While I’m not a big contemporary poetry reader for adults, I enjoy it enormously in kid’s books. For adults, I pretty much lost interest after Elliot, except for light verse and/or song lyrics. Natasha has much of Hamilton memorized, a worthwhile feat, because that is a work of genius, and the wordplay is endlessly delightful. And this is more in the vein of clever wordplay than most anything else I can think of. The form was created by the practitioner: a poem is written which, when read top to bottom means one thing, and when read bottom to top means something different. It’s an impressive skill to do at all, let along well. And these are well done indeed. And also, the art is lovely.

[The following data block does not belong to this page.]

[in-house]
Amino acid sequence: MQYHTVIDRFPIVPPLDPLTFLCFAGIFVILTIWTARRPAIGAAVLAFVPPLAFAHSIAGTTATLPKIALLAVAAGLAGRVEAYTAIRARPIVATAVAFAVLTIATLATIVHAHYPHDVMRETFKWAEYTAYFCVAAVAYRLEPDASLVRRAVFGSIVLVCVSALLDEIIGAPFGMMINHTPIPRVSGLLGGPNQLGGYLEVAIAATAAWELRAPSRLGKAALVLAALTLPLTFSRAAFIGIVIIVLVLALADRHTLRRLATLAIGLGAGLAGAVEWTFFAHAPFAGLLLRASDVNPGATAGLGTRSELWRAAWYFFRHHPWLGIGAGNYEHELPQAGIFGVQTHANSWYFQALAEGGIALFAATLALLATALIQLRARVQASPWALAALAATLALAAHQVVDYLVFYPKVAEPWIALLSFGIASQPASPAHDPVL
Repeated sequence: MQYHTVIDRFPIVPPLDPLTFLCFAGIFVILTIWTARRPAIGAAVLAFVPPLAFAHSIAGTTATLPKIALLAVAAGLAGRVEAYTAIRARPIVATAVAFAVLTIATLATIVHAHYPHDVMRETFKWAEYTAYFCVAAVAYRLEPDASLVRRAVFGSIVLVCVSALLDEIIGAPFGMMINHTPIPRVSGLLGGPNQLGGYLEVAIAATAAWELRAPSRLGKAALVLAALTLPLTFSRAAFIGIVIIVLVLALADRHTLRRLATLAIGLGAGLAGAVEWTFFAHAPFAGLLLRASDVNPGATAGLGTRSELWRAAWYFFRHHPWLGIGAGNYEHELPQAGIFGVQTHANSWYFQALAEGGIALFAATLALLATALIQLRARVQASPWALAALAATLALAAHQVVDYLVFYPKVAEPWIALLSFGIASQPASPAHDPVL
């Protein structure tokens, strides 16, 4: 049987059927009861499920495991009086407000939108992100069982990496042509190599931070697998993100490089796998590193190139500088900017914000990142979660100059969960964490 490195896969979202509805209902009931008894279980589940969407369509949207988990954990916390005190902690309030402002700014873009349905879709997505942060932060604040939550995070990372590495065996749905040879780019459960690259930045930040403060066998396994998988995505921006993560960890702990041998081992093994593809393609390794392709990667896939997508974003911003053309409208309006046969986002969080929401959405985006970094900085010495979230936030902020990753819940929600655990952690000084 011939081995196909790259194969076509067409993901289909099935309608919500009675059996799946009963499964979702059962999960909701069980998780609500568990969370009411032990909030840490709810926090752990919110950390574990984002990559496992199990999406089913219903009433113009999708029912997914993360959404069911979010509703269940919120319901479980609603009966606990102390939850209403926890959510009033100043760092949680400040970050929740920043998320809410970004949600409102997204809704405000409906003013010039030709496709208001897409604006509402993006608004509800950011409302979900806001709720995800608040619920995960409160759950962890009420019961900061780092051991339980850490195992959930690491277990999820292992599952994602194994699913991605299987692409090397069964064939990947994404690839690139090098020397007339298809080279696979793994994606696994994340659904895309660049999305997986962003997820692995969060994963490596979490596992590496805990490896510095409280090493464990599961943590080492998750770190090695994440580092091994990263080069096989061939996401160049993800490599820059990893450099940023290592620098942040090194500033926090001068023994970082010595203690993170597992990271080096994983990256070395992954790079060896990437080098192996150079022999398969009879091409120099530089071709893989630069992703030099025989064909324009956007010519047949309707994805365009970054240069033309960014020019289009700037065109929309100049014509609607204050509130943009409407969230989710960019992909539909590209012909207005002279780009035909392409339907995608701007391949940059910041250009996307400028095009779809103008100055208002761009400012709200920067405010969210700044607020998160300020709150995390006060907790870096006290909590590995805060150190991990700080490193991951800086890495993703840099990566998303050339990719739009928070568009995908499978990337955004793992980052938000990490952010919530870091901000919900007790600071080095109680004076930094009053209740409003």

On yet another tangent, I wonder how many languages this form would work in. English has common patterns of sentence structure, but is loose enough to make Yoda comprehensible, albeit, somewhat “foreign” to the ear. Latin will not stand for any of that moving things about, making it impossible to do the reverse. I’m too ignorant of other language structures to know which is more common.
Also, the art is really appealing.